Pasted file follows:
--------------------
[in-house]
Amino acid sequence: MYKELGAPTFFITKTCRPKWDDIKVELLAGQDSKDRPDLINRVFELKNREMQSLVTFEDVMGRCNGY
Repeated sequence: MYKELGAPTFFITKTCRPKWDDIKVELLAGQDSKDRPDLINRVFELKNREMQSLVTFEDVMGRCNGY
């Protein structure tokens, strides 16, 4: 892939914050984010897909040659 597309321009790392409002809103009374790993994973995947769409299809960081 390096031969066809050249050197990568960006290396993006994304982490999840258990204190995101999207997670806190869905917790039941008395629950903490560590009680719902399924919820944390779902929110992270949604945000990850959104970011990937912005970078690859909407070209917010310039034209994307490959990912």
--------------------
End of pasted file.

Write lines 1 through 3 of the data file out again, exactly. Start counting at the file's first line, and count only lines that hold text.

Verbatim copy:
[in-house]
Amino acid sequence: MYKELGAPTFFITKTCRPKWDDIKVELLAGQDSKDRPDLINRVFELKNREMQSLVTFEDVMGRCNGY
Repeated sequence: MYKELGAPTFFITKTCRPKWDDIKVELLAGQDSKDRPDLINRVFELKNREMQSLVTFEDVMGRCNGY